You always know a serious Guinness drinker, the minute they walk in the door. First, their priority is not the people they’ve come to meet or where they’ll find a seat. Second, they won’t be too concerned about the surroundings, the bar’s decor or atmosphere. No, what they’re looking for is the state of the pint of Guinness.
They want to know how frequently the Guinness is being poured. They want to know the state of those pints, as in, how well are they being poured.
So let’s say, our man (or woman) walks into your bar. His eyes will sweep the room, table and bar level, although he’ll concentrate on the bar as this is where he (or she) would sit. Why? So they can keep an eye on the pour and the Guinness gets to them as quickly as possible and doesn’t sit around, waiting for someone to deliver it.
I poured my first pint of Guinness in 1966. I was 10 and it was in my uncle’s bar in Sligo town, Co Sligo. Back then, pouring a pint of draught Guinness was an even more complicated affair than it is today. The glass tilt (45°) remains the same. Back then, though, a pint was poured in three stages, compared with two, today. It was an elaborate process, watched with studied attention by my uncle’s regulars. I felt it was like a rite of passage. The second part of the process, then, brought the pour to the top, when the bartender would take a swipe and smooth the creamy head across the top of the glass. A further ‘settling’ ensued. The final ‘topping off’ brought the gleaming, creamy smooth head ‘proud’ of the glass, lending it a mildy elevated dome shape.
So here, according to Guinness Master Brewer, Fergal Murray, are the six stages of pouring a perfect pint of Guinness,
Step One: The Glass
“The bartender takes a dry, clean glass, which should be a 20-ounce tulip pint glass,” Murray says. “The internal aerodynamics of a tulip glass allows the nitrogen bubbles to flow down the sides of the glass, and the contour ‘bump’ in the middle pushes the bubbles back to the center on their way up.”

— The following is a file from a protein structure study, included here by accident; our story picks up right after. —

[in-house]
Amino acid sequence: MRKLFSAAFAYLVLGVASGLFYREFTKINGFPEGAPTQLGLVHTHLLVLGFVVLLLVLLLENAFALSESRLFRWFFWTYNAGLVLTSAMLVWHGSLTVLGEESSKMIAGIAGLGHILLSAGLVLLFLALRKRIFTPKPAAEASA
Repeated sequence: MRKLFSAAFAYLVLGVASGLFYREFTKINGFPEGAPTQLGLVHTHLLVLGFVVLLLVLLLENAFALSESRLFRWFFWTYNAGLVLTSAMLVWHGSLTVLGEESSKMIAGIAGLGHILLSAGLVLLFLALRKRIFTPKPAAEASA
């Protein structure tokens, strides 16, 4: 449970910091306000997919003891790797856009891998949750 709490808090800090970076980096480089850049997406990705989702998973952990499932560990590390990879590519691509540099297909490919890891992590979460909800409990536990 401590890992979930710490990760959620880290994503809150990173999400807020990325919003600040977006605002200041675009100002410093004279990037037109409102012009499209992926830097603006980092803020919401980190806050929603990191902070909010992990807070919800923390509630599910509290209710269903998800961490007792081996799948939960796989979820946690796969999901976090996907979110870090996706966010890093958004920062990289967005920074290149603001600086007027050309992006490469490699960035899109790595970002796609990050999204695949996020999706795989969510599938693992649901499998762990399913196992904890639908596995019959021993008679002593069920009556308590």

Step Two: The Angle
“The glass should be held at a 45-degree angle under the tap. The tap faucet should not touch the tulip glass or beer. If you just hold it straight under the faucet, you’ll get a big block of bubbles and a fish eye.”
Step Three: The Pour
“Let the beer flow nice and smoothly into the angled glass and fill it up three-quarters of the way.”
Step Four: The Head
“Let it settle. On the way through the faucet, the beer passes through a five-hole disk restrictor plate at a high speed, creating friction and bringing out nitrogen bubbles. The bubbles are agitated now — they can’t go back into the solution, so they flow down the interior sides and back up the middle — but they can’t escape. So they build this wonderful, creamy head on top. It’s like an architect building a strong foundation.”
Step Five: The Top-Off
“Once it settles, you want to fill up the glass and top it off. You allowed it to settle, you created a domed effect across the top of the pint, and now your head is looking proud over the glass. That’s the perfect vision of the perfect pint.”
Step Six: The First Sip
“You drink with your eyes first. The cosmetic look of the pint is critical to the Guinness experience. We don’t want anybody just putting liquid in a glass. And finally, drink responsibly.”
Now, all this might be dismissed as a whole load of marketing baloney but not if you drink Guinness, particularly in Dublin. Or Ireland. But you can get a bad pint, anywhere. In the end, it depends on the pour.
Take the three pints at the top of this article. The first one was poured in a pub in Roscommon, beside the Shannon river. The second was poured in a Dublin city centre pub, The Long Hall and the third and a ‘bad pour’, was slopped up in a pub that carries the name of the beer and brewery’s founder, Arthur Guinness and stands on the corner of the same street where the famous black beer has been brewed for more than 200 years.
I could say, if you have to ask what’s wrong with it, you’ve no business drinking it or you’ve got what you deserve. But it isn’t what a true pint of Guinness deserves. This pint was poured in a hurry, not allowed to settle and then topped off, badly. Look at the head; it’s flat at the top of the glass.
Which brings us back, neatly, to our friend who walks into a bar scanning the pub for signs of pint pour activity. What’s he looking for?
New pints with good heads, plenty of them and a few, half drunk, that’s what. This will give him most of the information he needs, short of watching the pour, him (or her) self. And the half drunk pint? That can be the real giveaway because, y’see, as every pint drinker will tell you, a good pint, poured well, in the right glass, will hold its head intact for the length of the glass, leaving a trail of concentric circles of residue, right to the end of the glass.